What’s the best advice you could give a budding GM or player?
Instigate! When the game runs down and things seem slow, do something unexpected and throw a cog in the works. It’s a game–don’t be afraid to take a risk.
What’s your ideal player like?
An ideal player shows investment. Whether that’s writing a background or actively seeking out NPCs or taking part in the formation of the narrative, an ideal player is willing to step out of the comfort of their character sheet and into a bigger world.
What’s something different that you’ve always wanted to run, but haven’t?
I pulled an idea dropped on RPG.net at one point tentatively entitled “Five Apocalypses”, centered around the five Chinese elements. I have no idea what system I’d use for this, though, and I’m not sure that the central plot would be strong enough to carry a campaign.
Who was your first character and how did they turn out?
My first character was a cyborg in the Palladium Heroes Unlimited system, which I rolled up with the help of my cousin Jason. Unfortunately, I never actually played that character; my first “real” character was a 2e D&D Elven Thief named Miron Blademonger. He did fairly well in his first time out, finding a +2 rapier!
How would you describe your player style (and is it different from your GM style)?
As much as I’d like to say I’m a “storyteller” or an “explorer”, I’m absolutely an instigator. I cause as much trouble–usually for myself–as possible. While I’m absolutely goal-oriented at the table, I’m all about the heroic “struggle”.
What’s a gaming quirk that you have at the table?
My dice get names. My “player-killer” d20 is the “Black Die of Doom”. My hideous hunter-orange d10 is “The Die of Shame” and is given to players who make bad puns at the table. My Cthulhu die refers to my tentacled “Wild Die” for Savage Worlds.
Anything else you’d like to share?
I’m shooting for a Summer/Fall 2013 release for Cold Steel Wardens, so keep your eyes peeled for our Kickstarter. Alternatively, check out the official Blackfall Press website at https://sites.google.com/site/blackfallpressllc/home
This week, I’m going to be talking about a little known secret, even here in the Twin Cities. Turns out that Fantasy Flight Games, creators of board games like Arkham Horror and A Game of Thrones as well as roleplaying games like Deathwatch and the new Star Wars: Edge of the Empire have the Fantasy Flight Event Center in Roseville, MN. It’s about 15 minutes from my house and 5 minutes from the Roseville Public Library where I go every Wednesday as part of my AmeriCorps service. And let me tell you, it’s awesome!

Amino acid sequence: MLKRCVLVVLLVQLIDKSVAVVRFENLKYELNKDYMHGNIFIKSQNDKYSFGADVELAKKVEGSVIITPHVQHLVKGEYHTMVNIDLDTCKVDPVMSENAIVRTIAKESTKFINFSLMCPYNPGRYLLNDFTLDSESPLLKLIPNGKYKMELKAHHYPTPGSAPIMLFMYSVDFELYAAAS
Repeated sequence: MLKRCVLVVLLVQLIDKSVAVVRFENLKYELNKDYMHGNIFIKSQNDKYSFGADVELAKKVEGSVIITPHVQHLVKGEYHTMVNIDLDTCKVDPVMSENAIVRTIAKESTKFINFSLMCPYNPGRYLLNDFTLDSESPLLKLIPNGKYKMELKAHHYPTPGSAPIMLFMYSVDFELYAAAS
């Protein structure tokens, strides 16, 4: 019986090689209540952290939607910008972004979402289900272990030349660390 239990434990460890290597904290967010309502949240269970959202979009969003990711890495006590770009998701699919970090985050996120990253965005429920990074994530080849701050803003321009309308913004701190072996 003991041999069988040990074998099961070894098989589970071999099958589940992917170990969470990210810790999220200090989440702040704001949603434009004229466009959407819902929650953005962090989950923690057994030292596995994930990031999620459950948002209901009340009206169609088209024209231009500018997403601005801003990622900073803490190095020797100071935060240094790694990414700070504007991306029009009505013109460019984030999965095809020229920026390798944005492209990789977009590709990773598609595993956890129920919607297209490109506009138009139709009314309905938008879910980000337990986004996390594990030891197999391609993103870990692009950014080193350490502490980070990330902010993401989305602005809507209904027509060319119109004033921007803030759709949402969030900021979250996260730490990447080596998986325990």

As the name implies, there are two parts to the location:
Fantasy Flight Games…
The Fantasy Flight Games Event Center’s main purpose is to provide an outlet where Fantasy Flight’s games can be sold. Of course, Source Comics and Games (described here) has all of these games and more, but I imagine Fantasy Flight prefers to have a direct outlet so they can make a bigger profit. Fortunately, this means that games at this location are discounted (15% off for members only) as are preorders (10% for nonmembers, 20% off for members). There are games from other companies as well there, especially if they are products for the same universe as some of Fantasy Flight’s products (e.g. Cubicle 7’s The One Ring roleplaying game was next to their Lord of the Rings Living Card Game).
You can also check out games there to play ($3, free with a membership) or even rent a Warhammer army ($5, free with membership). Membership is a bit steep, especially if you’re on an AmeriCorps living stipend like me, ($20 one month, $50 three months, $75 six months, $125 one year), but if you are a heavy gamer who buys lots of Fantasy Flight products, I could see it easily paying for itself.
In addition to being a store, the Fantasy Flight Games Event Center is a location where people can play games. There are about fifteen open gaming tables tables set up on the main floor and another five on the upper mezzanine (a quieter, more secluded area, but for members only). While I was there, I saw several minis, roleplaying, and board games being played. The staff lets you play whatever you want and said I’d be more than welcome to run my weekly Deadlands game there (we had our first session on Wednesday and it was a lot of fun!).